Foreign embassies in Pyongyang have been told by North Korea that their safety could not be guaranteed in the event of conflict, and they should consider evacuating their staff.
Both Russia and the UK denied any immediate plans to evacuate their embassies in the North Korean capital.
The country's move comes following threats of attack against US and South Korean targets.
According to reports, South Korea had deployed two warships with missile defence systems following North Korea saying it had moved at least one missile to its east oast.
According to military officials who spoke to media, the two warships would be deployed on the east and west coasts.
South Korea has played down the North's missile move saying the move may be for a test rather than a hostile act.
The US meanwhile, said it would not come as a surprise if North Korea were to conduct a new missile test, with White House spokesman Jay Carney telling reporters: "We have seen them launch missiles in the past."
Reuters cited a South Korean government official expressing surprise over North's appeals to diplomats. The agency's report quoted an unidentified official who asked not to be identified as saying that as North Korea had many reasons behind the latest threats, it was hard to define what was its real intention.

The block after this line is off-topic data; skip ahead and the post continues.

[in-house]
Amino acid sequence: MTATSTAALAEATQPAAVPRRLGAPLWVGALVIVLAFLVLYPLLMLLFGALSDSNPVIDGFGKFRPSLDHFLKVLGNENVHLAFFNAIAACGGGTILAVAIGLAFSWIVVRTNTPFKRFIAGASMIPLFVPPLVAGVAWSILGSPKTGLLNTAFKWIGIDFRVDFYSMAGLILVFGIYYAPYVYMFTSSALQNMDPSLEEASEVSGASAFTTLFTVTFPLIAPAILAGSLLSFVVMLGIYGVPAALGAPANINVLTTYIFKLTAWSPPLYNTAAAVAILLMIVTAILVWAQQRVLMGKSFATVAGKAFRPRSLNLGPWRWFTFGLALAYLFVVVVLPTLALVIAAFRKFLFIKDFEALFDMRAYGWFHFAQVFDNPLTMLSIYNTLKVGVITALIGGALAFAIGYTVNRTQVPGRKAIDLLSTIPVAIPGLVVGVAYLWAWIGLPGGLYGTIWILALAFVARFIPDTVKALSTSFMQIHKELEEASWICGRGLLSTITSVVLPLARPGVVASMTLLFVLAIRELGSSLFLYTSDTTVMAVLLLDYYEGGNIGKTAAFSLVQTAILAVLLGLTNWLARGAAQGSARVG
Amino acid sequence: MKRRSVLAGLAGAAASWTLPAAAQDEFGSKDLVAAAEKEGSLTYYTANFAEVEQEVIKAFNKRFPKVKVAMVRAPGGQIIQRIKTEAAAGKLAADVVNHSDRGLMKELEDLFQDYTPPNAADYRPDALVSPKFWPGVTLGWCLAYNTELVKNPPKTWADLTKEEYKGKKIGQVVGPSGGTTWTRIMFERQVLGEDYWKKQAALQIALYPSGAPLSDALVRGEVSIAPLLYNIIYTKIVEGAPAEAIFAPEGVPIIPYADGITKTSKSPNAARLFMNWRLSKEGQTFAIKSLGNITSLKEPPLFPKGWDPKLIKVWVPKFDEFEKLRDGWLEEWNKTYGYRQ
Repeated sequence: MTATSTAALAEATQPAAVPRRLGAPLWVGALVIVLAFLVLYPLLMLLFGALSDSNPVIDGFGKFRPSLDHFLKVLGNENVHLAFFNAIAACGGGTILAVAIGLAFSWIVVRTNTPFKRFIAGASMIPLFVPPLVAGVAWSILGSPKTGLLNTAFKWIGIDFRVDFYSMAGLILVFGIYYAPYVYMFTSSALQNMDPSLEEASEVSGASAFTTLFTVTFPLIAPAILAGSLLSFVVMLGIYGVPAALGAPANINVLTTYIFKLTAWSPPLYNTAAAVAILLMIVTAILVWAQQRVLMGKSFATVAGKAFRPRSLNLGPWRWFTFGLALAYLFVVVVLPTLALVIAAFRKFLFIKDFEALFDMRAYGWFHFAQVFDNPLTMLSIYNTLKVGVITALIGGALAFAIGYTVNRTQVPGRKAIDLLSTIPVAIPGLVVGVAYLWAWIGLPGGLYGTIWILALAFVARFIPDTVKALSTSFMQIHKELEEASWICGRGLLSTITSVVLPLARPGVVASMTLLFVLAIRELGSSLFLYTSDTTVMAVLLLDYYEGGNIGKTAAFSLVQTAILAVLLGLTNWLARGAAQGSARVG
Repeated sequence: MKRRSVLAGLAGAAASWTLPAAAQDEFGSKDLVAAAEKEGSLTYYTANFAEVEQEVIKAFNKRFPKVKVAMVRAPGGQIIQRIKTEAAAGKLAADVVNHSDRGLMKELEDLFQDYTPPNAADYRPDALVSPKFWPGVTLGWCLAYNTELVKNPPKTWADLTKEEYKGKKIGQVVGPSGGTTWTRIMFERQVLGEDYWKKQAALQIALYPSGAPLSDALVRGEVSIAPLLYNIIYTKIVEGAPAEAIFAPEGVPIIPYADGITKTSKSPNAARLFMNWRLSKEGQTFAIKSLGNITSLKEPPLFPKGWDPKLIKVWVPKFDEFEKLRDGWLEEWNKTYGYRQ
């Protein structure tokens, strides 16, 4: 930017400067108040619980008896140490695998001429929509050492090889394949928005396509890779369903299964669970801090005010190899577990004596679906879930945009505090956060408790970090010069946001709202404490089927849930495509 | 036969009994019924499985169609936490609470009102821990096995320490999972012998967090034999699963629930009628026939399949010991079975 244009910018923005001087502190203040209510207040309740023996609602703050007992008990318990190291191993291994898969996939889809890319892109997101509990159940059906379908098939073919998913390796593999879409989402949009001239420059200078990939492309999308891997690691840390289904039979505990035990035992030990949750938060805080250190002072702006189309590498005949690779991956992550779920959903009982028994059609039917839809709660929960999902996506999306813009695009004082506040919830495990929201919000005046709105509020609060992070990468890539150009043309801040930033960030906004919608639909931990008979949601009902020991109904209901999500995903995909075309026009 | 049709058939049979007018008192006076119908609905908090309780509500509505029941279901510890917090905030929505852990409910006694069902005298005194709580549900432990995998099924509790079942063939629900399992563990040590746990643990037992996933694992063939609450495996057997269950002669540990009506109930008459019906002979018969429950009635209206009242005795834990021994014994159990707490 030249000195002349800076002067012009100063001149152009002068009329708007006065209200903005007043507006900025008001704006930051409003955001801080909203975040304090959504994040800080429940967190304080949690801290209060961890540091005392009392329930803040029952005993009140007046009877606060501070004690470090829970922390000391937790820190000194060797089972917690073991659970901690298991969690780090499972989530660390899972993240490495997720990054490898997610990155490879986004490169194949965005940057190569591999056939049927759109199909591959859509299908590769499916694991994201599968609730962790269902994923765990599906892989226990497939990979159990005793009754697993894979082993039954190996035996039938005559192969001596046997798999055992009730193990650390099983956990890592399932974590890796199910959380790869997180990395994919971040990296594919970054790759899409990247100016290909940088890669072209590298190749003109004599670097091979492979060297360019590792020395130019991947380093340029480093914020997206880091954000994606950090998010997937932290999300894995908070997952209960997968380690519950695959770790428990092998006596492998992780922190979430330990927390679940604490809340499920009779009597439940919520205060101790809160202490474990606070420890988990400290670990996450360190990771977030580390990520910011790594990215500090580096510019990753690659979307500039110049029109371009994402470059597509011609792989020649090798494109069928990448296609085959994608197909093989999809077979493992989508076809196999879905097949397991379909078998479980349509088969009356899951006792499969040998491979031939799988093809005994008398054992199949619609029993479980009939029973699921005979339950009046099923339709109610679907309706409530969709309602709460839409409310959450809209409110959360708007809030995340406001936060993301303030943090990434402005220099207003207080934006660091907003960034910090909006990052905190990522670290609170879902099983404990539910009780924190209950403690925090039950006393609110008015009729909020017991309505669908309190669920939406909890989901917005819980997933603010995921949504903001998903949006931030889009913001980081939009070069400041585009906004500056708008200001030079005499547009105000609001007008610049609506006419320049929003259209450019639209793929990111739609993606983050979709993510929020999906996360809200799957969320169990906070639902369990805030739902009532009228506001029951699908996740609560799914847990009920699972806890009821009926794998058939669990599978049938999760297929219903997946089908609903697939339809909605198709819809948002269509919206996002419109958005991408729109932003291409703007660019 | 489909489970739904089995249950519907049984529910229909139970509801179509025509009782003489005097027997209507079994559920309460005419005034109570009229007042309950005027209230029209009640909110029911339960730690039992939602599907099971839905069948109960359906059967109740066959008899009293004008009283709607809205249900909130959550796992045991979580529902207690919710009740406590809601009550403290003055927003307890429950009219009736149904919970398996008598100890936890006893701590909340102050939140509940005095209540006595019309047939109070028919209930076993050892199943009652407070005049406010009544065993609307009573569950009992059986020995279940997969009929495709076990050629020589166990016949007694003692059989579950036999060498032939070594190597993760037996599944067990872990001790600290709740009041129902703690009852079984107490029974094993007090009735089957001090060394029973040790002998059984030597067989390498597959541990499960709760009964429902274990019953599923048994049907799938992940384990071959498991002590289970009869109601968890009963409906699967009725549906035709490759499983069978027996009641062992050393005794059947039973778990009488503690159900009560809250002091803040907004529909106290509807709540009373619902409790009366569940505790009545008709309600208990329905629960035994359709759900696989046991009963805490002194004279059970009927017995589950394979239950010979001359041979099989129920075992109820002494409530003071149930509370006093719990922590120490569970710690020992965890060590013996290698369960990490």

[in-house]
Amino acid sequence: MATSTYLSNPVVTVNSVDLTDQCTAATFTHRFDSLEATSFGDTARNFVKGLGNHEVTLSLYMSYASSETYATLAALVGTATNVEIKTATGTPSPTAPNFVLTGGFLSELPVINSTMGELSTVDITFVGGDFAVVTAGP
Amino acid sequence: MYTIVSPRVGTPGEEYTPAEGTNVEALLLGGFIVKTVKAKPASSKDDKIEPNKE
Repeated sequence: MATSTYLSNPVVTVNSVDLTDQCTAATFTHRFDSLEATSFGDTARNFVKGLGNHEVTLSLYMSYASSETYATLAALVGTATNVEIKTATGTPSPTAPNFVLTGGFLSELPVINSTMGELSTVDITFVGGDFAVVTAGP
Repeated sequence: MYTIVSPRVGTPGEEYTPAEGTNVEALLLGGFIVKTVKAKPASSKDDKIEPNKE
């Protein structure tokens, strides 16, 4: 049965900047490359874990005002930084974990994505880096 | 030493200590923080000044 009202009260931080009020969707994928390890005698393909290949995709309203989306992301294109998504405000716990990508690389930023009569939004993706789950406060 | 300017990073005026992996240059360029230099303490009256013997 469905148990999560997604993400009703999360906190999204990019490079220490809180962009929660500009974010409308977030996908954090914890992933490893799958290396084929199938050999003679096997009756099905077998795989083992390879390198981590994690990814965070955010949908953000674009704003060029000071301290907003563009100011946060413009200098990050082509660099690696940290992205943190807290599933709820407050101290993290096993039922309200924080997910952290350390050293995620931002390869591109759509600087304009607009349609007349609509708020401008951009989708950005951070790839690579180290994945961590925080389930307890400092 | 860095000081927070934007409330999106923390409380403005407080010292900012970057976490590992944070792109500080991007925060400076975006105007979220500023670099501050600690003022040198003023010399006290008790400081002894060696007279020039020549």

He added, it might have intensified these threats to strengthen the regime internally or to respond to international community.
There was no sign of tension in Seoul, with traffic operating normally this morning and no extra police seen.
The South Korean media reports yesterday said North Korea had placed two of its intermediate-range missiles on mobile launchers and hidden them on the east coast, a move that could threaten Japan or US Pacific bases.
Meanwhile, Britain's Foreign Office said, it believed the North Koreans had taken the step as part of their continuing rhetoric that the US posed a threat to them.
Adding that it had "no immediate plans" for evacuation of its embassy, the UK accused the North Korean government of raising tensions "through a series of public statements and other provocations''.
US state department spokeswoman Victoria Nuland said this was just an escalating series of rhetorical statements.
Asked if the US had received any instructions from the Swedes on the small number of US aid workers or tourists who could be in North Korea, she said there had been no indication Sweden would heed Pyongyang's warning.